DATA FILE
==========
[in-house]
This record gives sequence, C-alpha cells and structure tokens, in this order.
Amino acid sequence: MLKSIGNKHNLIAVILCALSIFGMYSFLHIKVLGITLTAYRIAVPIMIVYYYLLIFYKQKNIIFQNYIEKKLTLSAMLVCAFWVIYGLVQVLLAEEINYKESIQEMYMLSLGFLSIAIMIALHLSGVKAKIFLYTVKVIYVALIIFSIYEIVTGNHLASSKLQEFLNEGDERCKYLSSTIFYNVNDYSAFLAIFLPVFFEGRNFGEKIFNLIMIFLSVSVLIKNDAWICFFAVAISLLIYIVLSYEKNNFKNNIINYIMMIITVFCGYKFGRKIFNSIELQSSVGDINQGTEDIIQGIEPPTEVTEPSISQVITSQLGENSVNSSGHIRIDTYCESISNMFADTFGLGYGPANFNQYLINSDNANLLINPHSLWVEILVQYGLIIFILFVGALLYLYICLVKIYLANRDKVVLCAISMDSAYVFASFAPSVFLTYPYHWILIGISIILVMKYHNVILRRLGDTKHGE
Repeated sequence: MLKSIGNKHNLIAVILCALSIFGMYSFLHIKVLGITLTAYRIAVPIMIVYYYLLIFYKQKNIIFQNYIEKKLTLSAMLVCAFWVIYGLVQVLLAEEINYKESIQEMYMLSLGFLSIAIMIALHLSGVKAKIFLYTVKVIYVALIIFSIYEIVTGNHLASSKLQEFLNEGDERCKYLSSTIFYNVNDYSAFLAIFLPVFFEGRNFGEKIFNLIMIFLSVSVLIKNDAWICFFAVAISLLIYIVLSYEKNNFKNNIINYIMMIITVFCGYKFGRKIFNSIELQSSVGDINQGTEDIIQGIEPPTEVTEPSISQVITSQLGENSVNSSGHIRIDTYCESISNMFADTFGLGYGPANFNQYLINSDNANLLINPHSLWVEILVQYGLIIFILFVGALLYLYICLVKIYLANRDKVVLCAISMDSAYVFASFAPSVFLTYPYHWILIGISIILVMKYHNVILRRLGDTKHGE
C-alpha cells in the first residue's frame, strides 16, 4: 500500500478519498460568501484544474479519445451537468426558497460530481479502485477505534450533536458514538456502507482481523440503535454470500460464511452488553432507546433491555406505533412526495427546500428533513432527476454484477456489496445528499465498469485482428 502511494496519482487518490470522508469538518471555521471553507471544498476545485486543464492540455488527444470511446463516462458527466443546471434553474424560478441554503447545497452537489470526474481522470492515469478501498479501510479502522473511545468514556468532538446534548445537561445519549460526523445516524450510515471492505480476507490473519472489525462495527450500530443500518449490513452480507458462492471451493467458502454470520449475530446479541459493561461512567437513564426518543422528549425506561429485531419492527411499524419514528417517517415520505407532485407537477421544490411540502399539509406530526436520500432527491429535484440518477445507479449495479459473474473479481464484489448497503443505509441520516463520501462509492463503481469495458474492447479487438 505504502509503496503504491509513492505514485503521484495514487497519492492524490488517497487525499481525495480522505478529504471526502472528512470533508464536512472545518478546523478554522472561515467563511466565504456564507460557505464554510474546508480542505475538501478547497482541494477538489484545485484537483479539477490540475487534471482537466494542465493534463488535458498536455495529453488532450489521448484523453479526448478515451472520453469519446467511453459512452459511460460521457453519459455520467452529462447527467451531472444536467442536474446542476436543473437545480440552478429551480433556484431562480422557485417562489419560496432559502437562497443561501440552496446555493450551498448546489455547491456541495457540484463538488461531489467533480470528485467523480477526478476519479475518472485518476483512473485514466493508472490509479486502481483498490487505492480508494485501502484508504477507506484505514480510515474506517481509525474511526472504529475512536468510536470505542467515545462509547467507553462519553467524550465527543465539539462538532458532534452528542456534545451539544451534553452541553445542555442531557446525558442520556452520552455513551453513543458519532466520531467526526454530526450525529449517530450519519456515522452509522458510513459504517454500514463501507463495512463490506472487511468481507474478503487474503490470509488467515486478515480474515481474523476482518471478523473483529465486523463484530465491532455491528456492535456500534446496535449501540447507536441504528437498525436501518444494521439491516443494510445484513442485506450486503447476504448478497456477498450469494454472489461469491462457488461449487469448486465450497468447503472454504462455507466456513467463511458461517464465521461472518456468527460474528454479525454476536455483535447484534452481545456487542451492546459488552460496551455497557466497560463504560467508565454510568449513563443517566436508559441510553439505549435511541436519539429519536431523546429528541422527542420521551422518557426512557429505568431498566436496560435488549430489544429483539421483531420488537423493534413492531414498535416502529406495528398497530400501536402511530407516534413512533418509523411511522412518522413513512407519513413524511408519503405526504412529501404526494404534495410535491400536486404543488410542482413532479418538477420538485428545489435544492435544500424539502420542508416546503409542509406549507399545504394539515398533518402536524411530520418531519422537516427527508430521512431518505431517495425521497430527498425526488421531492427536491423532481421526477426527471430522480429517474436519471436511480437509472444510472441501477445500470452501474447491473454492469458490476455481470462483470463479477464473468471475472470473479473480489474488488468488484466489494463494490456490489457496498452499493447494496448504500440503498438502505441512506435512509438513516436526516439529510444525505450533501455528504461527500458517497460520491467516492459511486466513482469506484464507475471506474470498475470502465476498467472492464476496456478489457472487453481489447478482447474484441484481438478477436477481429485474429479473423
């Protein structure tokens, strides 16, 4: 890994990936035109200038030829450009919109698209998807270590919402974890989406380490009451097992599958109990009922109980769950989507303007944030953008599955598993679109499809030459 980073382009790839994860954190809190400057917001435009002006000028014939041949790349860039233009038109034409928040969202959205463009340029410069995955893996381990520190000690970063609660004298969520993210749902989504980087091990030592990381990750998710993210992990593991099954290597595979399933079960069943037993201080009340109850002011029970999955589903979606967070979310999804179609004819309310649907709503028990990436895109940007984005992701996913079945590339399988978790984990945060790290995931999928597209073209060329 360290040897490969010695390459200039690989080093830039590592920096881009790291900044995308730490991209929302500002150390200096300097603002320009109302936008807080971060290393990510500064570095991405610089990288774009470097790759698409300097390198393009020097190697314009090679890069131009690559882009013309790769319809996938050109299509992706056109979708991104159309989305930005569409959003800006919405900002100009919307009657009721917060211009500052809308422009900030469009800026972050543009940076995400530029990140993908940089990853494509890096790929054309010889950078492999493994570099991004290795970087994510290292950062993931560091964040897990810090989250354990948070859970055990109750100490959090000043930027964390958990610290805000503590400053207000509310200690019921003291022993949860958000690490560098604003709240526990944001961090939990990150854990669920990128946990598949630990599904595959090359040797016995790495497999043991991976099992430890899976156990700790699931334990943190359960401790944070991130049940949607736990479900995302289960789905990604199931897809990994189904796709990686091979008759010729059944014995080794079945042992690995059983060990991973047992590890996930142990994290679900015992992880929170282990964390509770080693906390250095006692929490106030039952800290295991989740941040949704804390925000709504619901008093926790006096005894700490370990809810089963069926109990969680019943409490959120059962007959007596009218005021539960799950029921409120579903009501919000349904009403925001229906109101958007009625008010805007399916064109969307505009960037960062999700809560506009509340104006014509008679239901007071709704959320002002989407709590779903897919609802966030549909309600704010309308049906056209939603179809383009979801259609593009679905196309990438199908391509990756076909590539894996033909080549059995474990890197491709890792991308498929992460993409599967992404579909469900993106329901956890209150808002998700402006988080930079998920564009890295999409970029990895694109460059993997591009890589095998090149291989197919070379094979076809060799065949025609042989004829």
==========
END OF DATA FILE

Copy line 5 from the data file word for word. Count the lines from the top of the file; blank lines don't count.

C-alpha cells in the first residue's frame, strides 16, 4: 500500500478519498460568501484544474479519445451537468426558497460530481479502485477505534450533536458514538456502507482481523440503535454470500460464511452488553432507546433491555406505533412526495427546500428533513432527476454484477456489496445528499465498469485482428 502511494496519482487518490470522508469538518471555521471553507471544498476545485486543464492540455488527444470511446463516462458527466443546471434553474424560478441554503447545497452537489470526474481522470492515469478501498479501510479502522473511545468514556468532538446534548445537561445519549460526523445516524450510515471492505480476507490473519472489525462495527450500530443500518449490513452480507458462492471451493467458502454470520449475530446479541459493561461512567437513564426518543422528549425506561429485531419492527411499524419514528417517517415520505407532485407537477421544490411540502399539509406530526436520500432527491429535484440518477445507479449495479459473474473479481464484489448497503443505509441520516463520501462509492463503481469495458474492447479487438 505504502509503496503504491509513492505514485503521484495514487497519492492524490488517497487525499481525495480522505478529504471526502472528512470533508464536512472545518478546523478554522472561515467563511466565504456564507460557505464554510474546508480542505475538501478547497482541494477538489484545485484537483479539477490540475487534471482537466494542465493534463488535458498536455495529453488532450489521448484523453479526448478515451472520453469519446467511453459512452459511460460521457453519459455520467452529462447527467451531472444536467442536474446542476436543473437545480440552478429551480433556484431562480422557485417562489419560496432559502437562497443561501440552496446555493450551498448546489455547491456541495457540484463538488461531489467533480470528485467523480477526478476519479475518472485518476483512473485514466493508472490509479486502481483498490487505492480508494485501502484508504477507506484505514480510515474506517481509525474511526472504529475512536468510536470505542467515545462509547467507553462519553467524550465527543465539539462538532458532534452528542456534545451539544451534553452541553445542555442531557446525558442520556452520552455513551453513543458519532466520531467526526454530526450525529449517530450519519456515522452509522458510513459504517454500514463501507463495512463490506472487511468481507474478503487474503490470509488467515486478515480474515481474523476482518471478523473483529465486523463484530465491532455491528456492535456500534446496535449501540447507536441504528437498525436501518444494521439491516443494510445484513442485506450486503447476504448478497456477498450469494454472489461469491462457488461449487469448486465450497468447503472454504462455507466456513467463511458461517464465521461472518456468527460474528454479525454476536455483535447484534452481545456487542451492546459488552460496551455497557466497560463504560467508565454510568449513563443517566436508559441510553439505549435511541436519539429519536431523546429528541422527542420521551422518557426512557429505568431498566436496560435488549430489544429483539421483531420488537423493534413492531414498535416502529406495528398497530400501536402511530407516534413512533418509523411511522412518522413513512407519513413524511408519503405526504412529501404526494404534495410535491400536486404543488410542482413532479418538477420538485428545489435544492435544500424539502420542508416546503409542509406549507399545504394539515398533518402536524411530520418531519422537516427527508430521512431518505431517495425521497430527498425526488421531492427536491423532481421526477426527471430522480429517474436519471436511480437509472444510472441501477445500470452501474447491473454492469458490476455481470462483470463479477464473468471475472470473479473480489474488488468488484466489494463494490456490489457496498452499493447494496448504500440503498438502505441512506435512509438513516436526516439529510444525505450533501455528504461527500458517497460520491467516492459511486466513482469506484464507475471506474470498475470502465476498467472492464476496456478489457472487453481489447478482447474484441484481438478477436477481429485474429479473423